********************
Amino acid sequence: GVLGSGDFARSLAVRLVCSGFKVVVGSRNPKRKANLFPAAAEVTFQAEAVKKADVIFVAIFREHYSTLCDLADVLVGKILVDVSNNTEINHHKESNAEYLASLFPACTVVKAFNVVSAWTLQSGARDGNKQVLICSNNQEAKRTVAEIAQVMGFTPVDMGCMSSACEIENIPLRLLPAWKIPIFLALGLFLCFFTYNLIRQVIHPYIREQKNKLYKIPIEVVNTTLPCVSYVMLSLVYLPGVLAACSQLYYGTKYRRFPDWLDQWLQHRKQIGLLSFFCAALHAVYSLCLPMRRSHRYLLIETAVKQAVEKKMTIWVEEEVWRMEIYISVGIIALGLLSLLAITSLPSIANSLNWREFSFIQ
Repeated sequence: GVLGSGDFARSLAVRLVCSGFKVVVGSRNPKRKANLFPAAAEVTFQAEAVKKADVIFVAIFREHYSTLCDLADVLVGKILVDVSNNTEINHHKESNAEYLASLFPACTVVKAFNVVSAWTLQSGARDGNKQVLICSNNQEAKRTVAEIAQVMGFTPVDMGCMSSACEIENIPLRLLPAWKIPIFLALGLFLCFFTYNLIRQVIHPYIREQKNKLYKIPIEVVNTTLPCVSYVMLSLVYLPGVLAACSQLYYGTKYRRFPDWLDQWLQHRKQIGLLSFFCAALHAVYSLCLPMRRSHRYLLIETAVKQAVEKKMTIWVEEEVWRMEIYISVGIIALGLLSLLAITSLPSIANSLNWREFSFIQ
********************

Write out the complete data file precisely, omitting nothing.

Amino acid sequence: GVLGSGDFARSLAVRLVCSGFKVVVGSRNPKRKANLFPAAAEVTFQAEAVKKADVIFVAIFREHYSTLCDLADVLVGKILVDVSNNTEINHHKESNAEYLASLFPACTVVKAFNVVSAWTLQSGARDGNKQVLICSNNQEAKRTVAEIAQVMGFTPVDMGCMSSACEIENIPLRLLPAWKIPIFLALGLFLCFFTYNLIRQVIHPYIREQKNKLYKIPIEVVNTTLPCVSYVMLSLVYLPGVLAACSQLYYGTKYRRFPDWLDQWLQHRKQIGLLSFFCAALHAVYSLCLPMRRSHRYLLIETAVKQAVEKKMTIWVEEEVWRMEIYISVGIIALGLLSLLAITSLPSIANSLNWREFSFIQ
Repeated sequence: GVLGSGDFARSLAVRLVCSGFKVVVGSRNPKRKANLFPAAAEVTFQAEAVKKADVIFVAIFREHYSTLCDLADVLVGKILVDVSNNTEINHHKESNAEYLASLFPACTVVKAFNVVSAWTLQSGARDGNKQVLICSNNQEAKRTVAEIAQVMGFTPVDMGCMSSACEIENIPLRLLPAWKIPIFLALGLFLCFFTYNLIRQVIHPYIREQKNKLYKIPIEVVNTTLPCVSYVMLSLVYLPGVLAACSQLYYGTKYRRFPDWLDQWLQHRKQIGLLSFFCAALHAVYSLCLPMRRSHRYLLIETAVKQAVEKKMTIWVEEEVWRMEIYISVGIIALGLLSLLAITSLPSIANSLNWREFSFIQ